As the Covid-19 pandemic engulfed the world in 2020, life as we knew it changed. Everything went remote – teaching, learning, work and even the way we socialised. As we began to emerge from this haze, there were some practices that became more pervasive than others.
Alongside the advent of the Fourth Industrial Revolution, the future world of work has been carefully interrogated. Yet, without much pause, this future seems to have arrived quite abruptly.
As McKinsey’s Eric Roth said in a podcast, “we are all beneficiaries of this incredible amount of innovation in a period of uncertainty and calamity. To do it, many companies needed to rethink how they had to operate – that’s innovation.”
The aftermath of the pandemic has signalled the emergence of a new normal, and remote working has been an enduring legacy – but this is a reality to which we may not quite be ready to fully adapt.
A report from job search platform Flexa last week demonstrated that 88% of job seekers expressed a preference for companies that allow for “work from anywhere”, up from 80% in June, while 59% expressed a preference for remote jobs, compared with 52%.
Employers would need to develop policies in accordance with the law, specifying the terms and conditions of remote work.
There is clearly a demand for greater adoption of remote working policies, but still, it remains polarising. On the one hand, while remote working exposes organisations to diverse talent, encourages flexibility and autonomy, reduces absenteeism and decreases infrastructure costs, it can also create communication challenges, trust issues, erode company and organisational culture and emphasise loneliness and isolation.
A pertinent question is, in this new normal, how do employers and employees alike strike a balance?
Remote work is certainly gaining currency, but this shift in work structures is not without its challenges – particularly in South Africa. One clear hurdle is load shedding. Offices are often equipped with alternative power sources, enabling employers to provide immediate and concrete solutions. Then, there is the digital divide, the gulf between those who have access to the internet and those who do not, and connectivity concerns to tackle.
To fully support remote work effectively in South Africa, greater investment in digital infrastructure would be required, particularly with a view to widening access. This investment should focus on expanding access to the internet in underserved areas, improving broadband speed and reliability, and reducing the cost of internet services to make them more accessible.
Collaboration between the government and private sector can be pivotal in closing the digital gap and facilitating more fair remote work options throughout the nation.
The normalisation of remote working also calls for some amendments to our labour laws to explicitly outline provisions for remote working, including a clear definition of what this entails, the rights and responsibilities of both employers and employees in these arrangements, and addressing issues such as working hours, leave and data security.
There is certainly precedent for this. Most recently, Dutch legislation was approved by parliament and is sitting before their senate to support remote working flexibility through the law in the Netherlands. This law requires employers to consider employees’ requests to work remotely, provided that their jobs permit it.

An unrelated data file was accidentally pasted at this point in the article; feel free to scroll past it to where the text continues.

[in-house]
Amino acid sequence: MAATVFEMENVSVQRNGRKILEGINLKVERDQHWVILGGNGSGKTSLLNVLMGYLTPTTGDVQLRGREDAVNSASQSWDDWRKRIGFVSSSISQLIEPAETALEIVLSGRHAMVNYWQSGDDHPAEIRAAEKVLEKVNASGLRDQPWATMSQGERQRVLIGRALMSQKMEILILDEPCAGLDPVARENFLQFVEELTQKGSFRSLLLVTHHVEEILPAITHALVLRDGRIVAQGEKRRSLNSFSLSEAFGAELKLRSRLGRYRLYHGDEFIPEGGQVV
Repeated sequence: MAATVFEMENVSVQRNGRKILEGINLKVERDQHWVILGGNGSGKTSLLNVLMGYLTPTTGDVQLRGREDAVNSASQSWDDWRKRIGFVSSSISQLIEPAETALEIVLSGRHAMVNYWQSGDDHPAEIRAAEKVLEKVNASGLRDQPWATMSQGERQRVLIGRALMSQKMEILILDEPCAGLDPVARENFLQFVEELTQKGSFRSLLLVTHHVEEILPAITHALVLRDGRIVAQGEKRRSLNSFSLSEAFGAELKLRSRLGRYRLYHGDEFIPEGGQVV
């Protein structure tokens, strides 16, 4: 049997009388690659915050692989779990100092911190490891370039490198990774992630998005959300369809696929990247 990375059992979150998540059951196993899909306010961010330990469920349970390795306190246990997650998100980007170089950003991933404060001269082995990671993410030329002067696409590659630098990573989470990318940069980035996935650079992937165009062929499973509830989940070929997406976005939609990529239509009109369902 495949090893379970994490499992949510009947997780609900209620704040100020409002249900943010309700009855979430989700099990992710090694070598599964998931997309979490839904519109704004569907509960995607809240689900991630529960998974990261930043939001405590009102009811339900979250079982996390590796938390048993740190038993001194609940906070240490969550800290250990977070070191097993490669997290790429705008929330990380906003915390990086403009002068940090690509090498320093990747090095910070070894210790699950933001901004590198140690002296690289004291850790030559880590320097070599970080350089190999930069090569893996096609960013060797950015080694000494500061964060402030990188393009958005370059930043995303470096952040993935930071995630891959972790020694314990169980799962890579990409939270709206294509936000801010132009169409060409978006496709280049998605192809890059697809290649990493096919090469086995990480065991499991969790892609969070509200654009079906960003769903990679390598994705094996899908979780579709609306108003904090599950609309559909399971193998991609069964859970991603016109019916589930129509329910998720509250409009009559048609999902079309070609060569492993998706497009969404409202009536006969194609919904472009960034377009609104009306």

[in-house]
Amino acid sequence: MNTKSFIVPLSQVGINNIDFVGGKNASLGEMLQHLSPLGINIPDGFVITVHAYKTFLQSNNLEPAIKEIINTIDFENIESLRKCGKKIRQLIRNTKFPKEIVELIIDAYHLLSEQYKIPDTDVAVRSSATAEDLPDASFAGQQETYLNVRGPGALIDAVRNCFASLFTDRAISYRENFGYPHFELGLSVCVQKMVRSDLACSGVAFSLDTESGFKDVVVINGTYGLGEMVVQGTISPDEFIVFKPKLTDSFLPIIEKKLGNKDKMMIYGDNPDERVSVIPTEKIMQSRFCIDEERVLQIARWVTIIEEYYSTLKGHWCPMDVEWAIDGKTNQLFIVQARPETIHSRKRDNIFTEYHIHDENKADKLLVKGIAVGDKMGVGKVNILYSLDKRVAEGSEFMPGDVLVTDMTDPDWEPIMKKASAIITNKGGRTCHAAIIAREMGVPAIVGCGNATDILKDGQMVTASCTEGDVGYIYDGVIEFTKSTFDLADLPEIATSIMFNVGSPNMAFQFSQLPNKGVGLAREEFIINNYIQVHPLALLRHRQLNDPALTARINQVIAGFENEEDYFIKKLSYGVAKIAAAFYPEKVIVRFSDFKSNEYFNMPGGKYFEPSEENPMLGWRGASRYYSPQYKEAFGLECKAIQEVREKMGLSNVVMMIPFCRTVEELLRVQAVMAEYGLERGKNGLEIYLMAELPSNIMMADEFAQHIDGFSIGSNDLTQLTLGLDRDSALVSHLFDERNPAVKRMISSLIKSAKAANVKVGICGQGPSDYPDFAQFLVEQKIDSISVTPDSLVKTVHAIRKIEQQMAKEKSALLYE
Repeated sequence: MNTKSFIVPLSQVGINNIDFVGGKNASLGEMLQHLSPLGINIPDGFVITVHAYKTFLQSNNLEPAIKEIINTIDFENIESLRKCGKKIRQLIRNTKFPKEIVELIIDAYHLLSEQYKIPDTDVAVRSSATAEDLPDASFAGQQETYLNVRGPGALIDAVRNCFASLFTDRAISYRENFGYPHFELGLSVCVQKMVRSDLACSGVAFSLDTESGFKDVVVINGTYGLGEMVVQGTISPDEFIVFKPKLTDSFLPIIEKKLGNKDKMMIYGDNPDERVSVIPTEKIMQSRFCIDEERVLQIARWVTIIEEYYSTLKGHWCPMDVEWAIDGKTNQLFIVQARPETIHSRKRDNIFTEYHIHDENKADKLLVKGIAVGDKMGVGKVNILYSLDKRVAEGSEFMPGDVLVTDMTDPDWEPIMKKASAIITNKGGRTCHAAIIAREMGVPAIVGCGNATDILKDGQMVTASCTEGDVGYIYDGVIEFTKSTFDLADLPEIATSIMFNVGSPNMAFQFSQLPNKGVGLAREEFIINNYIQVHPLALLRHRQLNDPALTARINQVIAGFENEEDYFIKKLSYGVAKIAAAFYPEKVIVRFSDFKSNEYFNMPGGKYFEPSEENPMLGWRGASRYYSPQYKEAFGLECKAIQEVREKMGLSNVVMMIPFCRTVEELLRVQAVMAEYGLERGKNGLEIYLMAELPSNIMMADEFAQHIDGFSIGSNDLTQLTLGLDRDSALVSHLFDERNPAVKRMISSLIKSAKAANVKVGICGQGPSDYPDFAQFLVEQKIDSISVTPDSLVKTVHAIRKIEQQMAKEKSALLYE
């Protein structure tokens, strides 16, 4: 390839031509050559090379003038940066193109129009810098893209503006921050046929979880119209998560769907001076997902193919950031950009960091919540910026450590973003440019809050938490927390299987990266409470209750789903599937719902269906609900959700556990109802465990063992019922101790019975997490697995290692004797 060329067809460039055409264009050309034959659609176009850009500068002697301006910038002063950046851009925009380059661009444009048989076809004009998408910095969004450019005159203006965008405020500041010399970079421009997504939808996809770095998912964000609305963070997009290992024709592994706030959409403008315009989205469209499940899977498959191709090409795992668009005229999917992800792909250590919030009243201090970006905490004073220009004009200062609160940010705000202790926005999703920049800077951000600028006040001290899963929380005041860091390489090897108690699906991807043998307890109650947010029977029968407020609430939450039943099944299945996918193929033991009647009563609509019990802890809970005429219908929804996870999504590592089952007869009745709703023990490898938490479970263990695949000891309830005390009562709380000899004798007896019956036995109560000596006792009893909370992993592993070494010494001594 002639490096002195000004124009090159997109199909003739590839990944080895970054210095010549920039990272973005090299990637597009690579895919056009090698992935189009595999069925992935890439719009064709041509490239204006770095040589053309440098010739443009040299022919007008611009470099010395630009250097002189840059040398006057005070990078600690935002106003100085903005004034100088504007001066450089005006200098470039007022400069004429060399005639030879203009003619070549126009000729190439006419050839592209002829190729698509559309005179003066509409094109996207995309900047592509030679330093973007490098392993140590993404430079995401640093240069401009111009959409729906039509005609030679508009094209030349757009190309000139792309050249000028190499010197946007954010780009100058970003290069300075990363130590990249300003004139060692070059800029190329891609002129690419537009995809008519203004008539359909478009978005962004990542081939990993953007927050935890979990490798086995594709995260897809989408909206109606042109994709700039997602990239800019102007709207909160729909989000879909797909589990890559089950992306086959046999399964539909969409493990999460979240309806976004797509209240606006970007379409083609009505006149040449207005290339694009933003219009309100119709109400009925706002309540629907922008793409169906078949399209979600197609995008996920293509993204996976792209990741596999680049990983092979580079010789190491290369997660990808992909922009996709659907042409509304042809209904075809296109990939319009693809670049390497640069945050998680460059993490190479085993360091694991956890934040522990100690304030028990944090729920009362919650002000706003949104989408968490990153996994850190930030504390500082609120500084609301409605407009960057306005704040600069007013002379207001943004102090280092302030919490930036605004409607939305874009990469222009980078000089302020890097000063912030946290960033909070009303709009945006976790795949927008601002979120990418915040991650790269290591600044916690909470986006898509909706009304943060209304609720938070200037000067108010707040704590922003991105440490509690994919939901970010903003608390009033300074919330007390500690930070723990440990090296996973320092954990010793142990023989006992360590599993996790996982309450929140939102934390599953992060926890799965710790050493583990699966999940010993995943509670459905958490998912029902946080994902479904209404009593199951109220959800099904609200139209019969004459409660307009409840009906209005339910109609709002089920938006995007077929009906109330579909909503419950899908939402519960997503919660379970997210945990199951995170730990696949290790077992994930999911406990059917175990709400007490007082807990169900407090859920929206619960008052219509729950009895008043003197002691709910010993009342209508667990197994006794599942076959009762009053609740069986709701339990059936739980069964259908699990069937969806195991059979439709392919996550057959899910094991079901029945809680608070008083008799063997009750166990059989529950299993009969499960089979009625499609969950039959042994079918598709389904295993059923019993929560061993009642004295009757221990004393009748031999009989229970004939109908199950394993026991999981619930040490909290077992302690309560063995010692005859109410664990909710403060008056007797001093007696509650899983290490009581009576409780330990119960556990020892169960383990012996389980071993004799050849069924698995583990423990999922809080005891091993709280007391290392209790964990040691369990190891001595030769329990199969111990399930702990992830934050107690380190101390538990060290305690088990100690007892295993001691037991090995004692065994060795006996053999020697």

In 2020, a Royal Decree-Law implemented in Spain was implemented to protect workers’ rights to work remotely. In South Africa there would need to be amendments to the Basic Conditions of Employment Act.
Moreover, employers would need to develop policies in accordance with the law, specifying the terms and conditions of remote work. This might include guidelines for equipment provision, data protection measures and performance evaluation of remote employees. Employers could adopt monitoring systems to avoid phenomena such as cyberloafing, the act of engaging in non-work-related activities on the internet.
However, as I argued previously in Daily Maverick, through a case study of wearables, these monitoring systems can lead to inherent power imbalances and create a disconnect between employees and an organisation, resulting in less-meaningful work and, thus, fewer innovative organisations.
Right to disconnect
Elsewhere, there are safety and health regulations to consider, including possible ergonomic standards for home offices or mandating regular health and safety assessments.
Then, there is the need to ensure that employees are balancing their work and personal lives. For example, provisions might be made to prevent the exploitation of remote workers and to ensure they can disconnect from work when required. Outlook, for instance, has recently introduced a nifty feature that encourages communication only during work hours through a banner above draft emails.
As it stands, South African law does not acknowledge the right of employees to disconnect from work. In 2021, Marthinus van Staden suggested that South Africa should adopt a code of good practice outlining employees’ right to disconnect, which could include parameters of working hours and when emails can be sent, for instance. There is precedent for this in Ireland and in Australia through legislation and the work of unions.
While remote working may certainly be the way of the future, we cannot simply leap into this without considering the legal framework. The future of work is rapidly changing before us, and we need to do more to keep up. As former US president Abraham Lincoln once said, “the best way to predict the future is to create it”. DM